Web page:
In 2003, the United States Supreme Court decision State Farm Mutual Automobile Insurance Co. v. Campbell, 538 U.S. 408 (2003) that generally limited punitive damages suffered by a plaintiff. Since then, California courts have stated generally that a 10-1 ratio of punitive damages to compensatory damages may be the legal limit based on the due-process clause, although some California courts have allowed a higher ratio. Given that limitation, plaintiff’s attorneys and defense counsel have waged many battles regarding what constitutes compensatory damages and can be counted when calculating the maximum amount of punitive damages that can be awarded. In Nickerson v. Stonebridge Life Insurance Company, 203 Cal. Rptr. 3d 23 (2016), the California Supreme Court awarded a victory for plaintiffs by ruling that Brandt fees (that is, attorneys’ fees incurred by the policyholder in establishing coverage under the policy when there is also bad faith) determined after a jury verdict by stipulation or by the court are considered compensatory damages for purposes of calculating the ratio of punitive damages to compensatory damages.
When and under what circumstances an insurer paying long-term disability benefits may collect retroactive benefits paid to an ERISA plan participant under the Social Security Act has been the source of conflicting opinions over the years. The most recent pronouncement: a long-term disability plan administrators must “specifically identify a particular fund” from which it will be reimbursed in order to seek to recover of alleged overpayment of disability benefits. So held the Southern District of California in its recent plaintiff-friendly decision in Wong v. Aetna Life Insurance Company, 2014 U.S. Dist. LEXIS 135661 (S.D. Cal. 2014). Through its decision in Wong, the district court reaffirmed that simply because an ERISA governed long-term disability plan’s language provides for recovery of an award of back-dated SSDI benefits does not mean that an insurance company may seek reimbursement from an insured’s general assets. Instead, the onus is on the insurer to specifically identify specific funds, separate from a plan participant’s general assets, on which it may place an attachment.
The June 8, 2016 edition of the Los Angeles Daily Journal features an article written by Robert McKennon of the McKennon Law Group entitled: “9th Circuit OKs Multiple Claims for Relief under ERISA.” In the article, Mr. McKennon discusses an important decision from the U.S. Court of Appeals for the Ninth Circuit, Moyle v. Liberty Mut. Retirement Ben. Plan, 2016 DJDAR 4747 (9th Cir. May 20, 2016), in which the Ninth Circuit Court of Appeals allowed Insureds/plan participants to sue an insurer simultaneously for benefits due under an ERISA plan (such as a short-term or long-term disability insurance policy) and also for equitable relief, thus expanding the remedies available to them.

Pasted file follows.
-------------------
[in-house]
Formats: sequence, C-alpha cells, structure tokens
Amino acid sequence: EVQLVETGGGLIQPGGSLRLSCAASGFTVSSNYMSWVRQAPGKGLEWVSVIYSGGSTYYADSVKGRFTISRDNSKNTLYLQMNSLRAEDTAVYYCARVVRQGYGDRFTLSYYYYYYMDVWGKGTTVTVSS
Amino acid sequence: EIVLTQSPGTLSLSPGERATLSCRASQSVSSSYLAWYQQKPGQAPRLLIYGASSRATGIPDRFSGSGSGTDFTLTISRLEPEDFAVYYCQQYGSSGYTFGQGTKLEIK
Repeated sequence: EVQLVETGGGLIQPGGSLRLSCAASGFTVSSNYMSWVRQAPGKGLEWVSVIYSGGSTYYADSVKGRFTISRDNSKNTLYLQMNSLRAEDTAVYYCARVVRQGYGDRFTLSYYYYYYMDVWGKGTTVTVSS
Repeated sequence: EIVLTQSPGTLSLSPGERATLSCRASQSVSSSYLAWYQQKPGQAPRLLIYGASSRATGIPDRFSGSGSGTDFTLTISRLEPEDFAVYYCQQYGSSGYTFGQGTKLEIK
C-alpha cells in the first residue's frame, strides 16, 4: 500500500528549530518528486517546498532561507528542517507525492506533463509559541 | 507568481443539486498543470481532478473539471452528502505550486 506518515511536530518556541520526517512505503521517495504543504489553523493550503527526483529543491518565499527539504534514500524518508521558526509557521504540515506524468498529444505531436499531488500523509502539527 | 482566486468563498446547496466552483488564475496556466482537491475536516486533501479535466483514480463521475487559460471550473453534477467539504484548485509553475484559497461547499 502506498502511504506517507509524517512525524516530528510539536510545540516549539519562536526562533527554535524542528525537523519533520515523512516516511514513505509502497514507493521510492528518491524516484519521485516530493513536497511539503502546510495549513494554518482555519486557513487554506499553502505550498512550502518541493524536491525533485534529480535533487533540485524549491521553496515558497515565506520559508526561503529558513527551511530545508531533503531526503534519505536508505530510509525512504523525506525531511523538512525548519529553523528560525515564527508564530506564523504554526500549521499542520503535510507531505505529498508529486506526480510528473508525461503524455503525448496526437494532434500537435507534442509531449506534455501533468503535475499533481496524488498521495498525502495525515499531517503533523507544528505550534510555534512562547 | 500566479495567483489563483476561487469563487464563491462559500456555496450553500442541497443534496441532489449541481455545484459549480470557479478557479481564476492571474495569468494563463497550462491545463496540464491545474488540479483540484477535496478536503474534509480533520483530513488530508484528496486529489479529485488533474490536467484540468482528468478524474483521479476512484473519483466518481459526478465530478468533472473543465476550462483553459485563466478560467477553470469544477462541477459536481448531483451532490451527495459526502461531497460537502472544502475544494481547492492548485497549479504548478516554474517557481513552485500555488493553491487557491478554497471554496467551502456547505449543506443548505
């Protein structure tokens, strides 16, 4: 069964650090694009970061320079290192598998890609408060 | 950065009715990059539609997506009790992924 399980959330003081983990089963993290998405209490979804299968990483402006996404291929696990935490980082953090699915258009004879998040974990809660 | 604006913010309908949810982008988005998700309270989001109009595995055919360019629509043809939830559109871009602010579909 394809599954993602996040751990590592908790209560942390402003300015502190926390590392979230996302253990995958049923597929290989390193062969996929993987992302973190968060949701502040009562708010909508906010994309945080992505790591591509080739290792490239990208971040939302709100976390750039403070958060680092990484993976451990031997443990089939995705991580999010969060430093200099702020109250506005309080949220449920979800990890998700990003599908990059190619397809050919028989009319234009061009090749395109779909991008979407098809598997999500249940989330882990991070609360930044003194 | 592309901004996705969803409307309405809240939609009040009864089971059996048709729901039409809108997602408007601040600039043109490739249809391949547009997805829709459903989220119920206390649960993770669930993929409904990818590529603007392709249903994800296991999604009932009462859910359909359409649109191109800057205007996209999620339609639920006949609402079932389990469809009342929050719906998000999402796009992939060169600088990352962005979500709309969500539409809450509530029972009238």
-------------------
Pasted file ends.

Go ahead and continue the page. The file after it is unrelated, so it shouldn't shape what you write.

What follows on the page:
National Investigation Uncovers Systemic Practice Among Life Insurers Depriving Beneficiaries of $5 Billion!April 29, 2016 McKennon Law Group PC
Four years ago we blogged about Metropolitan Life Insurance Company’s (“MetLife”) inconsistent use of the Social Security Administration’s Death Master File database to deprive beneficiaries of $40 million in life insurance benefits. See http://www.mslawllp.com/metlife-pays-40-million-to-settle-allegations-that-it-failed-to-properly-identify-and-pay-life-insur/. That database, created by the Social Security Administration, is consistently updated with the names and identity of everyone for whom a death certificate is filed in the United States. The Administration licensed it to life insurance companies so they could easily identify decedents, a necessary part of their business.
Obtaining Letters From Doctors and Co-Workers Can Help Prove a Disability Based Upon Subjective ComplaintsApril 25, 2016 McKennon Law Group PC
Insureds suffering from disabling conditions that cannot be objectively verified (for example pain, fatigue, migraines, and confusion) are often denied long-term disability benefits because of the difficulty of proving their claims. In an attempt to deny a claim for disability benefits, a plan administrator will often assert that there is not enough objective evidence to support a disability classification under the terms of the policy. Most often, these disabling conditions render the insured incapable of pursuing either their own occupation or any gainful occupation, and the insured’s condition satisfies the definition of total disability within the policy at issue. However, insureds do not necessarily need to provide objective evidence of a disabling condition that inherently cannot be proven with objective evidence, even when satisfactory proof of such a condition is required by the policy. Recently, Fernando M. Olguin, United States District Judge for the District Court for the Central District of California, outlined evidence an insurer must consider in determining whether an insured is entitled to disability benefits under ERISA due to a disorder that is not capable of objective proof. Pamela Jahn-Derian v. Metropolitan Life Insurance Co., No. 2:13-cv-07221-FMO-SH, 2016 WL 1355625 (C.D. Cal. March 31, 2016).